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Bizzare “Aquatic Utility Vehicle” puts a UTV cabin on two jet ski legs

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Whatever’s in the water down in Florida, we want some. As ridiculously awesome as it is awesomely ridiculous, the Shadow Six Typhoon places a UTV body on top of a pair of high-performance jet skis, creating the world’s first “aquatic utility vehicle.”

The body, which seats one-to-three people, is Shadow Six’s own design, although according to GearJunkie it wears aftermarket body panels from a Polaris RZR side-by-side. The twin jet ski hulls are in-house builds too, in carbon composite, and they’re mounted to long-travel Fox shocks front and rear, that look like they’d be right at home on a UTV.

Inside these two hulls sit two 1.8-liter supercharged Yamaha GP1800R SVHO jet-ski engines, putting out 250 horsepower (186.5 kW) apiece. Should you deem these ponies insufficient, you can choose stage 1, 2 or 3 Riva Racing performance kits to be installed before delivery. Riva won’t put exact numbers on the power boost involved, but says a pair of Stage 3 kits will take the Typhoon’s standard 68 mph (109 km/h) top speed up to “well over” 80 mph (129 km/h).

With 4-point suspension and top speeds “well over 80 mph,” that seems like an appropriate face to be making

Shadow Six Racing

For such an unholy union of parts, the 2,365 lb (1,073 kg) Typhoon looks like it absolutely rips on the water, reveling in hard changes of direction and catching bulk air off waves. On landings, the suspension appears to do an admirable job of keeping this beefy contraption well under control.

Of course, there are other water toys that go fast, turn hard and do sick jumps. Like, for example, normal jet skis that roll solo without UTV cabins on their backs. Rumor has it you can pick them up rather cheaply, too, nearly anywhere you’d want to look. That’s in stark contrast to the Typhoon, which is available exclusively from Riva Racing in Florida, starting at US$250,399.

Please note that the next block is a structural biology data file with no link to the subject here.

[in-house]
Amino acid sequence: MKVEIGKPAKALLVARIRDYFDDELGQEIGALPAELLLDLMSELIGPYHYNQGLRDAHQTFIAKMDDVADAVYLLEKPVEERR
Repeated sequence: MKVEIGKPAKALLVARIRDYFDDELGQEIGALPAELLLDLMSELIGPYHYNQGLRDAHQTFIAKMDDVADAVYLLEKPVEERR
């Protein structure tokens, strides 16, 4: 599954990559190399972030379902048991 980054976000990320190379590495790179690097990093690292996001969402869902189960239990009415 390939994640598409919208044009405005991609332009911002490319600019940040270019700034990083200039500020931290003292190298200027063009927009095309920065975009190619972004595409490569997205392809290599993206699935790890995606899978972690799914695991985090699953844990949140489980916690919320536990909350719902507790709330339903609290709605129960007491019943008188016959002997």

This is objectively a machine as wasteful and foolish as another Florida creation, the Apocalypse Juggernaut, we sank the boot into earlier today. Try as I might, though, I just can’t bring myself to hate it. Shadow Six has taken a ludicrous idea through to its logical conclusion, and the result is a bizarre-looking contraption I feel strangely compelled to go and play with.

Just take a look at the video below and tell me you’re not curious about what driving a Typhoon feels like.

Shadow Six AUV

Source: Shadow Six Racing




Whatever’s in the water down in Florida, we want some. As ridiculously awesome as it is awesomely ridiculous, the Shadow Six Typhoon places a UTV body on top of a pair of high-performance jet skis, creating the world’s first “aquatic utility vehicle.”

The body, which seats one-to-three people, is Shadow Six’s own design, although according to GearJunkie it wears aftermarket body panels from a Polaris RZR side-by-side. The twin jet ski hulls are in-house builds too, in carbon composite, and they’re mounted to long-travel Fox shocks front and rear, that look like they’d be right at home on a UTV.

Inside these two hulls sit two 1.8-liter supercharged Yamaha GP1800R SVHO jet-ski engines, putting out 250 horsepower (186.5 kW) apiece. Should you deem these ponies insufficient, you can choose stage 1, 2 or 3 Riva Racing performance kits to be installed before delivery. Riva won’t put exact numbers on the power boost involved, but says a pair of Stage 3 kits will take the Typhoon’s standard 68 mph (109 km/h) top speed up to “well over” 80 mph (129 km/h).

With 4-point suspension and top speeds "well over 80 mph," that seems like an appropriate face to be making

With 4-point suspension and top speeds “well over 80 mph,” that seems like an appropriate face to be making

Shadow Six Racing

For such an unholy union of parts, the 2,365 lb (1,073 kg) Typhoon looks like it absolutely rips on the water, reveling in hard changes of direction and catching bulk air off waves. On landings, the suspension appears to do an admirable job of keeping this beefy contraption well under control.

Of course, there are other water toys that go fast, turn hard and do sick jumps. Like, for example, normal jet skis that roll solo without UTV cabins on their backs. Rumor has it you can pick them up rather cheaply, too, nearly anywhere you’d want to look. That’s in stark contrast to the Typhoon, which is available exclusively from Riva Racing in Florida, starting at US$250,399.

This is objectively a machine as wasteful and foolish as another Florida creation, the Apocalypse Juggernaut, we sank the boot into earlier today. Try as I might, though, I just can’t bring myself to hate it. Shadow Six has taken a ludicrous idea through to its logical conclusion, and the result is a bizarre-looking contraption I feel strangely compelled to go and play with.

Just take a look at the video below and tell me you’re not curious about what driving a Typhoon feels like.

Shadow Six AUV

Source: Shadow Six Racing

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